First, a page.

The History of the Champ Car vs. IRL Split

The History of the Champ Car vs. IRL Split
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With news that there may be a merger between IRL and Champ Car, reported in a previous post, it timely to review how it got to this.

Tony George has customarily been blamed for causing a split in American open wheel racing. The conventional wisdom is that it was just greed that caused the Hulman family to create the IRL.

But, that’s not accurate.

The roots of the split date back to the 1950’s.

Many people are familiar with the story of how Tony Hulman, grandfather of current Indianapolis Motor Speedway president Tony George, rescued the facility after World War Two, eventually building the 500 into the premier American race, international in its participants and fame. At its peak, the 500 was rivaled only by LeMans and the Grand Prix of Monaco.

But, under all of the glitz and high-roller participation, there was always a tension.

That tension existed because a race promoter cannot run races without race cars. In open wheel racing, this has always meant that the 500 and the Indianapolis Motor Speedway were vulnerable to the team owners, as the facility ran but one race per year.

Tony Hulman recognized the problem in 1955 when the United States Auto Club – USAC – and became the sanctioning body for the 500. Though ostensibly independent of the Speedway and Hulman family, the reality was that Hulman had absolute control of USAC.

The public reason for creating USAC was that the American Automobile Association had announced that it would no longer serve as the sanctioning body for auto racing in the United States.

But, its primary purpose was somewhat broader.

USAC was formed to give Hulman control of the various other races that were run by the teams which also ran the Indianapolis 500.

By controlling all of these races, Hulman made it far more difficult for the teams of the day to form a cohesive united front in dealing with any of the individual tracks, but most especially in dealing with the Speedway.

That model continued along without apparent problems until the 1980’s.

By that time, Roger Penske was heavily involved in open wheel racing and, in particular, the Indianapolis 500. Even then, Penske was a fabulously wealthy man, a self-made multimillionaire. In 1968, he had opened the Michigan International Speedway. He had long-standing business and financial ties with General Motors, Porsche, and Mercedes-Benz. In 1988, he created a joint venture with GM by which he effectively acquired Detroit Diesel.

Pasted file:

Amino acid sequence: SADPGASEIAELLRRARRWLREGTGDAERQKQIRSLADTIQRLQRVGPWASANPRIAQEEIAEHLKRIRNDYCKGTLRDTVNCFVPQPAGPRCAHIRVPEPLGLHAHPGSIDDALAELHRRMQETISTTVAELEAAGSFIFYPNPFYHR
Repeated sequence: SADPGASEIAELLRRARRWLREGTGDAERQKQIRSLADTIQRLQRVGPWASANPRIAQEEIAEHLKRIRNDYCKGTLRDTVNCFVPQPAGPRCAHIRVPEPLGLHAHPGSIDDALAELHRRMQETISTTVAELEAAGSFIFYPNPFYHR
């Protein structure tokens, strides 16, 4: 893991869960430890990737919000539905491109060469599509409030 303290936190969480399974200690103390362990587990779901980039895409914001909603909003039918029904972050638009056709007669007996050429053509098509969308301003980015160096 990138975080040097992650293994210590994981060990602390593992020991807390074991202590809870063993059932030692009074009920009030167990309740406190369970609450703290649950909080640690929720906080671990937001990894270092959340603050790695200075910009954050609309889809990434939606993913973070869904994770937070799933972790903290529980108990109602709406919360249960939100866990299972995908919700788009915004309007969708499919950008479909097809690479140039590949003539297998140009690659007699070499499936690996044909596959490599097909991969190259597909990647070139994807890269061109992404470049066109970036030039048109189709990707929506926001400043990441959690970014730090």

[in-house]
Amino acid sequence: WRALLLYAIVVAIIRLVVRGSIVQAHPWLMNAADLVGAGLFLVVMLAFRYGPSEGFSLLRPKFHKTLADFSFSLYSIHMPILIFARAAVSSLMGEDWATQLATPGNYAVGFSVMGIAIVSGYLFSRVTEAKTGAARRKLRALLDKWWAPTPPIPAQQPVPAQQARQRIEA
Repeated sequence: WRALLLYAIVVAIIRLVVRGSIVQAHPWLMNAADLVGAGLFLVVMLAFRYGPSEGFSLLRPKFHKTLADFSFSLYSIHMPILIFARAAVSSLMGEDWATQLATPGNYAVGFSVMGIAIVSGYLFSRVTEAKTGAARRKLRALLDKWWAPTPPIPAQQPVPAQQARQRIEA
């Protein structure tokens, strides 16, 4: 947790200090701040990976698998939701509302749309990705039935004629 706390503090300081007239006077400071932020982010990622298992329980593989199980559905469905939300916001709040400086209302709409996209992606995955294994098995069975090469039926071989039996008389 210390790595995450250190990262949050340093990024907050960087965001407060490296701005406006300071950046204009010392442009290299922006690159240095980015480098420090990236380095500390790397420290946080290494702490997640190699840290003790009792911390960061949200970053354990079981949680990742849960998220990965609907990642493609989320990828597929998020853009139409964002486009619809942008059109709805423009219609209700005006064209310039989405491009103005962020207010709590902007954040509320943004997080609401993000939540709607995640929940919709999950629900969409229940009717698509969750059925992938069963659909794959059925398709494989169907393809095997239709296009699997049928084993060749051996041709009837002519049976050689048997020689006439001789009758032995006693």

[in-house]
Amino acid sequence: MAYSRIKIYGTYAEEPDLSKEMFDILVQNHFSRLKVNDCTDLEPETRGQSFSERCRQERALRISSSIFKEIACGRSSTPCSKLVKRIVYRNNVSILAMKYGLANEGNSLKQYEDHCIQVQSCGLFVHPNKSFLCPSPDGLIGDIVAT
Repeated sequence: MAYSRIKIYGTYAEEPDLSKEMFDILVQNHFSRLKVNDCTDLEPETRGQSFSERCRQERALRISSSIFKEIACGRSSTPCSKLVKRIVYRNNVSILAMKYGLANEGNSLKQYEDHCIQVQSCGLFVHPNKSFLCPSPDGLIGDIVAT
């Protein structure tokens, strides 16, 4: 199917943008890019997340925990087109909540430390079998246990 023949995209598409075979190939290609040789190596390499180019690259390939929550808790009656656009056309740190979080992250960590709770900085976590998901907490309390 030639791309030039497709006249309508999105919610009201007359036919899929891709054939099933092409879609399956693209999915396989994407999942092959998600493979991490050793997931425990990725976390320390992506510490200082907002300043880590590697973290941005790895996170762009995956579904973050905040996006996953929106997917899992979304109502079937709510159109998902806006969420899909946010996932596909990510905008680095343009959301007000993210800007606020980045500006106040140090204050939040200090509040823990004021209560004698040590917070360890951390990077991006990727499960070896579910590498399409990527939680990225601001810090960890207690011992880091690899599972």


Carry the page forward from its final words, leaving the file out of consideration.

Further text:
Along with Penske, other men of self-made wealth and entrepreneurship were, by this time, also team owners at the Speedway.

These were men were accustomed to dealing with large dollars and large corporations, men who had more money than the Hulman family and who knew how to take a short-term loss to achieve a long-term gain.

These were the men who controlled all of the top tier teams running the Indianapolis 500.

In 1979, Championship Auto Racing Teams – CART – was formed, with Dan Gurney as its ostensible chief. In theory, it was based on the model of Formula One, in which Bernie Ecclestone banded together the team owners to get greater say in negotiations with the various tracks.

But, the power behind CART was Penske and the other rich team owners.

Essentially, CART wanted to take over USAC. When USAC didn’t genuflect, CART set itself up as its own sanctioning body and took over sanctioning of all the USAC races run by Indianapolis 500 type cars, except for the 500 itself.

Though CART started out being cooperative with the Indianapolis Motor Speedway, it was not difficult to see where all of this was going.

CART now controlled the one essential commodity without which no Indianapolis 500 could be run – the cars.

Eventually, they would make the Speedway an offer it could not refuse. Whether it came in the form of an offer to purchase, with the veiled threat that the property would become valueless without their cooperation, or as a demand for a percentage of the gate or profits, the direction things were going was obvious for almost everyone to see. CART was out to take over the Speedway and the 500.

A rough truce existed for more than ten years, but the tension grew as the prominence and profitability of the 500 grew.

Tony George took over as president of the Speedway in 1989, shortly after his grandfather’s death. He must have seemed an inviting, weak target: young, inexperienced, seemingly no match for the tycoon owners.

Nonetheless, in effect, he locked out the team owners before they could strike.

By forming the Indy Racing League and reserving all but eight of starting spots at the 500 for teams that participated in the full IRL season, George effectively excluded CART from the 500 – unless their teams elected to join IRL.

The first year of the split, 1996, CART tried to run a race at Penske’s Michigan track to compete with the 500, but it was a flop and never again attempted. Though it seemed, in the first few years, that CART had the better of the deal, the 500 kept the Speedway alive and CART began to sink slowly into oblivion.

In the meantime, the first Brickyard 400 NASCAR Winston Cup race ran at the Speedway in 1994 and the fate of CART was sealed. NASCAR gave George an ample supply of revenue.

CART eventually went bankrupt. What exists today was purchased from the bankruptcy court by the current owners, who’ve not had the success they anticipated in forming a competitive open wheel series.

Ralph Kalal
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